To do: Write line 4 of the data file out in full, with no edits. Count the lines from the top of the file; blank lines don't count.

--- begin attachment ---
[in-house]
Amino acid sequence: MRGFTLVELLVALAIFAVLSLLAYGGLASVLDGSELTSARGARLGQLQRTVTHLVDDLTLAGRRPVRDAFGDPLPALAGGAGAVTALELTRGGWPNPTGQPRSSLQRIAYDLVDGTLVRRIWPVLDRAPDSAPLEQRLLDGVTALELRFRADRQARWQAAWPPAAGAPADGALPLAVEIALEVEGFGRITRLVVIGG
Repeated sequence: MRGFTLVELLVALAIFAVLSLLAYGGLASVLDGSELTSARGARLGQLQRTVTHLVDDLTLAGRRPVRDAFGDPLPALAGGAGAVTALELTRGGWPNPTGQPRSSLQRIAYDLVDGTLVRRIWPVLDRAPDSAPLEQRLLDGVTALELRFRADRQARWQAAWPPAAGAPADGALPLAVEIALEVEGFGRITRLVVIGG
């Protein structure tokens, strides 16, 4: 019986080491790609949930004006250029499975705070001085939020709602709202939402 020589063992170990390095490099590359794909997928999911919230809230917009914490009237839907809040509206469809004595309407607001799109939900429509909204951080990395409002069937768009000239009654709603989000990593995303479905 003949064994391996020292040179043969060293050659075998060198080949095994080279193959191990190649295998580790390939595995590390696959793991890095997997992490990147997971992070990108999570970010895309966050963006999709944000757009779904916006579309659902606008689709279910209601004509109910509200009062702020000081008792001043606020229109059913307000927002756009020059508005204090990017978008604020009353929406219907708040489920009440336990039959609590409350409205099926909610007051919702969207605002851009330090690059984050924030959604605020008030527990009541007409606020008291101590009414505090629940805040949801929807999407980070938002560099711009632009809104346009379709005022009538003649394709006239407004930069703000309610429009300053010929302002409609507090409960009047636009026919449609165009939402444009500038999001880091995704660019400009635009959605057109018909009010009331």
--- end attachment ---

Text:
């Protein structure tokens, strides 16, 4: 019986080491790609949930004006250029499975705070001085939020709602709202939402 020589063992170990390095490099590359794909997928999911919230809230917009914490009237839907809040509206469809004595309407607001799109939900429509909204951080990395409002069937768009000239009654709603989000990593995303479905 003949064994391996020292040179043969060293050659075998060198080949095994080279193959191990190649295998580790390939595995590390696959793991890095997997992490990147997971992070990108999570970010895309966050963006999709944000757009779904916006579309659902606008689709279910209601004509109910509200009062702020000081008792001043606020229109059913307000927002756009020059508005204090990017978008604020009353929406219907708040489920009440336990039959609590409350409205099926909610007051919702969207605002851009330090690059984050924030959604605020008030527990009541007409606020008291101590009414505090629940805040949801929807999407980070938002560099711009632009809104346009379709005022009538003649394709006239407004930069703000309610429009300053010929302002409609507090409960009047636009026919449609165009939402444009500038999001880091995704660019400009635009959605057109018909009010009331």